We swam along the top deck of the ship towards the bow. Just passed the bridge, you could see the captain’s wheel below us out in the open. I signaled for the Amanda to swim down so that I could get a photo of her standing at the wheel but the dive master signaled no. I thought that maybe we were going to explore some other part of the ship first and then we could take the captain’s wheel and Titanic photos that they talked about. However, just after he told us no, he signaled for a 3-minute safety stop. I thought I must have misunderstood him or that he was joking – he was not. With almost half a tank of air left, the dive was over. I was furious. We were told about all of these photos that we could take and in the end, we weren’t able to take any of them.
ORO VERDE – GRAND CAYMAN
Our next dive was just a 5-minute ride away and was a combination of reef and another shipwreck – the Oro Verde. We were once again given the history of the ship at the pre-dive briefing. It was first a military transport vessel that may have seen some secret missions. After its sister ship was captured, it was de-commissioned and turned into a research vessel and then finally a banana boat, hauling green gold (the bananas start as green when loaded and ripen on the journey, turning into gold) on its journey from Ecuador to Florida. The captain allegedly hauled more illegal cargo as well and when the crew demanded some of the profits, he denied them their share. That secured him a permanent home at the bottom of the ocean. When the crew tried to escape with the boat, they ran aground on the reef and it partially sunk. Eventually it was moved to a new location and sunk as an artificial reef. Today, it is scattered about and there isn’t much left of it.
This second dive was a shallower dive and Jack, the captain of our boat, dove with us and left Andrew on board. We first visited what was left of the wreck, which included a piece of the bow and other random twisted metal pieces. One of the engines was still down there and was impressive to see. There was also some random bicycles scattered about that made for a nice photo opportunity. We continued on to the reef where I spotted one of the biggest eels that I have ever seen. There was what looked like a trail cut through the reef that you could swim along, eventually coming to sort of a swim-through. We were given some time to “hang out” until our time was up. It was then back to the boat for another short ride back to the dock.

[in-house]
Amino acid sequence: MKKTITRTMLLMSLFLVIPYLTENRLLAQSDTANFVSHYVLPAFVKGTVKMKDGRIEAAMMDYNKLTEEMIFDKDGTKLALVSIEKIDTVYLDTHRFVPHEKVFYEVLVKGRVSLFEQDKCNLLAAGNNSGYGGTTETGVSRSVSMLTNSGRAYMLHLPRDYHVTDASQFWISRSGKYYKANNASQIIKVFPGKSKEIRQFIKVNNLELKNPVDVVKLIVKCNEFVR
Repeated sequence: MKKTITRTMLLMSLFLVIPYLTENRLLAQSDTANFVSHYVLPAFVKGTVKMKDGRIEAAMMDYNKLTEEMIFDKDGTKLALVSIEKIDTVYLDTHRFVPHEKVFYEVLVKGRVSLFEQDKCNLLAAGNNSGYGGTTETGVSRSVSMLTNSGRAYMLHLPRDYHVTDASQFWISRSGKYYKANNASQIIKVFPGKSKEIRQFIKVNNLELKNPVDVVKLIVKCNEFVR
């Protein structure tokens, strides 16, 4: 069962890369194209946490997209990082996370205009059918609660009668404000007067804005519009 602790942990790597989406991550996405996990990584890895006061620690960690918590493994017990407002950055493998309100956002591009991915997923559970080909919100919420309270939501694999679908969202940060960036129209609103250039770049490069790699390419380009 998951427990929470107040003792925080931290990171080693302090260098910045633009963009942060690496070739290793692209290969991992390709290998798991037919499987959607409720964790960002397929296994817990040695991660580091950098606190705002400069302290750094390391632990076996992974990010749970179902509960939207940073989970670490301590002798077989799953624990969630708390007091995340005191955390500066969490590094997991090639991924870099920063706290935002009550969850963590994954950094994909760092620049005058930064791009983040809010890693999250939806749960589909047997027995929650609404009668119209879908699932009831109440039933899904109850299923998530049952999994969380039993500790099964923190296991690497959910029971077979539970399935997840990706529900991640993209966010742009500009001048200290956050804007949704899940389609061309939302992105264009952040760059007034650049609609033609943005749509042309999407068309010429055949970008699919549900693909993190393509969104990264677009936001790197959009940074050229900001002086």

USS KITTIWAKE DIVE REVIEW – FINAL VERDICT
As I said in the beginning, Grand Cayman is one of the best places in the world to scuba dive. If you are cruising to the island or otherwise visiting, I would highly recommend it. I will definitely go back and I want to spend a lot more time exploring the USS Kittiwake. It is known as one of the easiest wreck dives in the world. With that being said, I do not know if I would go with Divers Down again. If so, I would let them know what my intentions are with the dive and that I do want to spend as much time as possible focused on the wreck. They are very professional and I did not have any complaints about them other than talking up the dive and then getting to see just a fraction of what they promised. One of the nice things about the dive is that it only takes a few hours of your day so you still have the rest of the day to explore George Town.
Check out how we spent the rest of our day while in Grand Cayman. Additionally, you can follow along with our 7-Day Western Caribbean cruise on board the Carnival Legend that also stopped in Roatan, Belize and Cozumel or read the review of the entire cruise.